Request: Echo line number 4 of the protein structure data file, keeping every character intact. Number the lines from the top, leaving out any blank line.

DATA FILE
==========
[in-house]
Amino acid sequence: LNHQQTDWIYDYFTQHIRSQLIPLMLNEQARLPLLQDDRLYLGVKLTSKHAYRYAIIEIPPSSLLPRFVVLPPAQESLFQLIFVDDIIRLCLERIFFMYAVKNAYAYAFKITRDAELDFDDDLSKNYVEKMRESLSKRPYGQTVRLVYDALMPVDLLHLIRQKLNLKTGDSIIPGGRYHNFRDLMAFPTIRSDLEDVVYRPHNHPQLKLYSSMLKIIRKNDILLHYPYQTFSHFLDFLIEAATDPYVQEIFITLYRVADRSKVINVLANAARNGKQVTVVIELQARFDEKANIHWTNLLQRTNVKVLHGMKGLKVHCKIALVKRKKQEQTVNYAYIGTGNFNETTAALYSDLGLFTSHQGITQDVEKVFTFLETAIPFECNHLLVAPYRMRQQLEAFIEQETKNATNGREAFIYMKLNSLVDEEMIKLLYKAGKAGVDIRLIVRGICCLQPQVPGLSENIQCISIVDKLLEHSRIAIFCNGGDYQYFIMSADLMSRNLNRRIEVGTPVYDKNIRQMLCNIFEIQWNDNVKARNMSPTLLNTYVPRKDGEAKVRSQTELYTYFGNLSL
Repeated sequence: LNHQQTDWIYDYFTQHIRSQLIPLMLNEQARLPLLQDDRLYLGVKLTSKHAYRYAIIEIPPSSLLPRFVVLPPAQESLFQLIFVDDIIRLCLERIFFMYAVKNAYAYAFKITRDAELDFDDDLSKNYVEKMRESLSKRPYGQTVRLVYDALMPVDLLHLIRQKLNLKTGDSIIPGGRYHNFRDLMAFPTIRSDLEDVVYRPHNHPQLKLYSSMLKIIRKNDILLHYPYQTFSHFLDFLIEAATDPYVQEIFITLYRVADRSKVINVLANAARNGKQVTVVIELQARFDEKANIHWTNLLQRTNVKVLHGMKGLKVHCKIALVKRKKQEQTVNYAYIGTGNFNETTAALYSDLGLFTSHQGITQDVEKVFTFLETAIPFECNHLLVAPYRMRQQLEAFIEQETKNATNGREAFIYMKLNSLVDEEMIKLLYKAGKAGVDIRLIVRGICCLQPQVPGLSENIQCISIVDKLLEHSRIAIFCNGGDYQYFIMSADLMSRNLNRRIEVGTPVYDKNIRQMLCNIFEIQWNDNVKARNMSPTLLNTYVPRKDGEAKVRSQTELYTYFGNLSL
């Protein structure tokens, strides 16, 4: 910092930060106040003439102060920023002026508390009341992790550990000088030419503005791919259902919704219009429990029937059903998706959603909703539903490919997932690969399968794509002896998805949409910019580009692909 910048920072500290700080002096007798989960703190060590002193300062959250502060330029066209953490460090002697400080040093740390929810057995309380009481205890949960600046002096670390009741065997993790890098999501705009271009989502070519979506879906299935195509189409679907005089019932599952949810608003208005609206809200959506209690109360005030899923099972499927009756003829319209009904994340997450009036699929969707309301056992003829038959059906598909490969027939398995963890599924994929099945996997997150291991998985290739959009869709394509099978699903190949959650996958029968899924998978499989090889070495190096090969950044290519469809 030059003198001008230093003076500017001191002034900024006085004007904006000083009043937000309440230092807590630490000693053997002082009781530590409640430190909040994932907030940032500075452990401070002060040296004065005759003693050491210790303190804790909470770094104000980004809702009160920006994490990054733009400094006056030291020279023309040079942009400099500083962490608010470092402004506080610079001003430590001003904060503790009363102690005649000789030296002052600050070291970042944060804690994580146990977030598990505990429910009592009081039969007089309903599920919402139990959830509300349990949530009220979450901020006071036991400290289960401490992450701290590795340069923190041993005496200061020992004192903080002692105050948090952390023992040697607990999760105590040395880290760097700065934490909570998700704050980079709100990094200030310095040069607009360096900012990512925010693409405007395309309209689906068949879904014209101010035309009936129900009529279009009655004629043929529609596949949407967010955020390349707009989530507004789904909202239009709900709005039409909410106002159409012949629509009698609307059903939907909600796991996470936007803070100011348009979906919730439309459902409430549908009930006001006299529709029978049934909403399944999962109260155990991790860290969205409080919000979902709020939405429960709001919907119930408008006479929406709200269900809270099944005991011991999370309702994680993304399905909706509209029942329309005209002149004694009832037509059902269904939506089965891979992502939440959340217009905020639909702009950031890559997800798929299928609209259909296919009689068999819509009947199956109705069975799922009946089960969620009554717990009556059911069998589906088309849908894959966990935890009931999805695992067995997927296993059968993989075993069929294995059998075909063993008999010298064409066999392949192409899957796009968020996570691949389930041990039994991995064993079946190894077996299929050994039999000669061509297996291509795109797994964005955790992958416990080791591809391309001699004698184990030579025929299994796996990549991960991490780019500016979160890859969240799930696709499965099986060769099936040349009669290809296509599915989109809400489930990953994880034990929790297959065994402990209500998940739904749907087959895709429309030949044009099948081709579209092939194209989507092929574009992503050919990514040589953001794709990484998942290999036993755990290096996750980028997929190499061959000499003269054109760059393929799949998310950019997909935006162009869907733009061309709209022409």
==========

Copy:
């Protein structure tokens, strides 16, 4: 910092930060106040003439102060920023002026508390009341992790550990000088030419503005791919259902919704219009429990029937059903998706959603909703539903490919997932690969399968794509002896998805949409910019580009692909 910048920072500290700080002096007798989960703190060590002193300062959250502060330029066209953490460090002697400080040093740390929810057995309380009481205890949960600046002096670390009741065997993790890098999501705009271009989502070519979506879906299935195509189409679907005089019932599952949810608003208005609206809200959506209690109360005030899923099972499927009756003829319209009904994340997450009036699929969707309301056992003829038959059906598909490969027939398995963890599924994929099945996997997150291991998985290739959009869709394509099978699903190949959650996958029968899924998978499989090889070495190096090969950044290519469809 030059003198001008230093003076500017001191002034900024006085004007904006000083009043937000309440230092807590630490000693053997002082009781530590409640430190909040994932907030940032500075452990401070002060040296004065005759003693050491210790303190804790909470770094104000980004809702009160920006994490990054733009400094006056030291020279023309040079942009400099500083962490608010470092402004506080610079001003430590001003904060503790009363102690005649000789030296002052600050070291970042944060804690994580146990977030598990505990429910009592009081039969007089309903599920919402139990959830509300349990949530009220979450901020006071036991400290289960401490992450701290590795340069923190041993005496200061020992004192903080002692105050948090952390023992040697607990999760105590040395880290760097700065934490909570998700704050980079709100990094200030310095040069607009360096900012990512925010693409405007395309309209689906068949879904014209101010035309009936129900009529279009009655004629043929529609596949949407967010955020390349707009989530507004789904909202239009709900709005039409909410106002159409012949629509009698609307059903939907909600796991996470936007803070100011348009979906919730439309459902409430549908009930006001006299529709029978049934909403399944999962109260155990991790860290969205409080919000979902709020939405429960709001919907119930408008006479929406709200269900809270099944005991011991999370309702994680993304399905909706509209029942329309005209002149004694009832037509059902269904939506089965891979992502939440959340217009905020639909702009950031890559997800798929299928609209259909296919009689068999819509009947199956109705069975799922009946089960969620009554717990009556059911069998589906088309849908894959966990935890009931999805695992067995997927296993059968993989075993069929294995059998075909063993008999010298064409066999392949192409899957796009968020996570691949389930041990039994991995064993079946190894077996299929050994039999000669061509297996291509795109797994964005955790992958416990080791591809391309001699004698184990030579025929299994796996990549991960991490780019500016979160890859969240799930696709499965099986060769099936040349009669290809296509599915989109809400489930990953994880034990929790297959065994402990209500998940739904749907087959895709429309030949044009099948081709579209092939194209989507092929574009992503050919990514040589953001794709990484998942290999036993755990290096996750980028997929190499061959000499003269054109760059393929799949998310950019997909935006162009869907733009061309709209022409």